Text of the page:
There’s much more to making a perimeter overflow detail work than meets the eye. What looks like a thin slot at the edge of the water surface conceals the gutter and required plumbing below. This detail shows the dropouts, main drainage line and the snorkel detail necessary for reducing noise from air being sucked into the system. ...
This story is an example of what can happen when preparation meets opportunity. It started way back in 2014, when the client first hired me to build an acrylic fountain at an office building she owns in the Los Angeles area. She liked the results and asked me get involved at her residence in Rolling Hills, an upscale enclave on the scenic Palos Verdes peninsula overlooking the ocean, where she had a pool that was experiencing
When you target the high-end custom pool market, you have to be prepared to work with clients who like to change things along the way. It can be a real challenge because it causes delays, re-engineering and sometimes removing work you've just installed. More than anything, you have to remain patient, constantly listening and explaining the ramifications of changing things to the client. It helps when you have a good rapport from the start. All of that was true and then some for the project pictured here. It's located in an upscale neighborhood in Sherman Oaks, Calif. The property is about a third of an acre on a relatively flat corner lot completely surrounded by tall fichus hedges for privacy.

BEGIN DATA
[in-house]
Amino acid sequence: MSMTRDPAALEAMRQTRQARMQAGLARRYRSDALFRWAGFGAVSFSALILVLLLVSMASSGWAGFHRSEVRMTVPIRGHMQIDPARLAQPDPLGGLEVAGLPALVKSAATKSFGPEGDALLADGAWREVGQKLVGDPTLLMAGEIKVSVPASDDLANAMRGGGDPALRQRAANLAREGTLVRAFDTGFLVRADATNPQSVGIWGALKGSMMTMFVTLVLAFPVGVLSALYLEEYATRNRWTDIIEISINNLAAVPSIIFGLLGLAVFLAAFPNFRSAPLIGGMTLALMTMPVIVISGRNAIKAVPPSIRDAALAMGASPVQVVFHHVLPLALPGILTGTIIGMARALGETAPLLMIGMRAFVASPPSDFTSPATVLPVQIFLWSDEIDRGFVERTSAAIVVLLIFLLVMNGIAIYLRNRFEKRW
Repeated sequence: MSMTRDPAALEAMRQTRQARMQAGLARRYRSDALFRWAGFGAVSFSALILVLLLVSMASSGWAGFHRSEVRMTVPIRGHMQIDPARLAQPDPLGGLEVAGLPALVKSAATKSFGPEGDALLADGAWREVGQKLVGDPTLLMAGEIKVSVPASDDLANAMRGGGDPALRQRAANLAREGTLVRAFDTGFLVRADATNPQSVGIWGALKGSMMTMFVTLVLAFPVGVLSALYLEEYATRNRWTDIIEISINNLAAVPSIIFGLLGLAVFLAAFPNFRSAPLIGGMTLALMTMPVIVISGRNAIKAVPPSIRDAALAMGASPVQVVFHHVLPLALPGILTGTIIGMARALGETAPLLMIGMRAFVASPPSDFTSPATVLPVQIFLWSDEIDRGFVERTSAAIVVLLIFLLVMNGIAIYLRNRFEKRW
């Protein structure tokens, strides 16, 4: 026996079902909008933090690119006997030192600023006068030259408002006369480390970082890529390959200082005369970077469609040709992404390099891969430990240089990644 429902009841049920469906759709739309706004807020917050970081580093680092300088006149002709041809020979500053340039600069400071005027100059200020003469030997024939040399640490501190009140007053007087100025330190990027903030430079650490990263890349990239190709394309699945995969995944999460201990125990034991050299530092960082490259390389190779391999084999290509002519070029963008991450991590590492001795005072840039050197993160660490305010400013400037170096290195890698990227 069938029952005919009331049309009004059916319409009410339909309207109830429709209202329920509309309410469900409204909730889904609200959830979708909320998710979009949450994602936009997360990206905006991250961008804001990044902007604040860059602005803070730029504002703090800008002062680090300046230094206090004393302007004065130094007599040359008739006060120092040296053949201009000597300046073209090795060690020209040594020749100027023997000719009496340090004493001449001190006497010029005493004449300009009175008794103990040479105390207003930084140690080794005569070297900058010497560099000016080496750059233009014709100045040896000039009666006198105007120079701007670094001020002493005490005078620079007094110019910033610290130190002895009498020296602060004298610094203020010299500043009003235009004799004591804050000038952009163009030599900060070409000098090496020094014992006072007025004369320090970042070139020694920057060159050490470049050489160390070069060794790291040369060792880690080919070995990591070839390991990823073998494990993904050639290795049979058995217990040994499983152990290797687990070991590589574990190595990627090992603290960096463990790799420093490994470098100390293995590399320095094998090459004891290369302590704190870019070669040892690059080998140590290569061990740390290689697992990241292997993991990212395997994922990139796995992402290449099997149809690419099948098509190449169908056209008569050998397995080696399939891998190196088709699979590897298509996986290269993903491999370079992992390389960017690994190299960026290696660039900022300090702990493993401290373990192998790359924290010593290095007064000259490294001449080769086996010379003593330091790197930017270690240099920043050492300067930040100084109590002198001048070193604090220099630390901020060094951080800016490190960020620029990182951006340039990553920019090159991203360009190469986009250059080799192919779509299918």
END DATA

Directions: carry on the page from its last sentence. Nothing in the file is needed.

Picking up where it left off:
When you target the high-end custom market, you'll inevitably work for clients that expect, and can afford to get exactly what they want. That was certainly the situation with the project pictured here. The clients were extremely discerning and were involved the entire way with every little detail. Working that way can be challenging at times, and slow, but it can also bring out your best. We worked on the design of this project for over a year before breaking ground. It was hard trudging most of the way. There were countless discussions and ideas going back and forth, along with
After starting in the pool industry more than 40 years ago as a service technician, I gradually became involved in repairs, then remodeling work and, finally, with design and new construction. I've now built commercial and high-end residential projects, done numerous vanishing-edge installations and have pursued designs and details I wouldn't have dreamed of doing back in 1979. But there was one look that I'd never had an opportunity to work on with any of my clients: a perimeter overflow. That all changed last year in a backyard in Alamo, Calif., and the interesting thing is that
From the start, this project was all about the view: The property sits above Lake Moumelle about 30 minutes outside Little Rock, Ark., in a small town called Roland. The lake serves as the primary reservoir for the state capital, so the waters are as serene and pristine as can be - no fishing, no boats, just thousands of acres of uninterrupted serenity. We at J. Brownlee Design (Nashville, Tenn.) had been asked to design the exteriors for a new home that was then under construction on the site. The homeowners, a couple with two children, and wanted a space that would be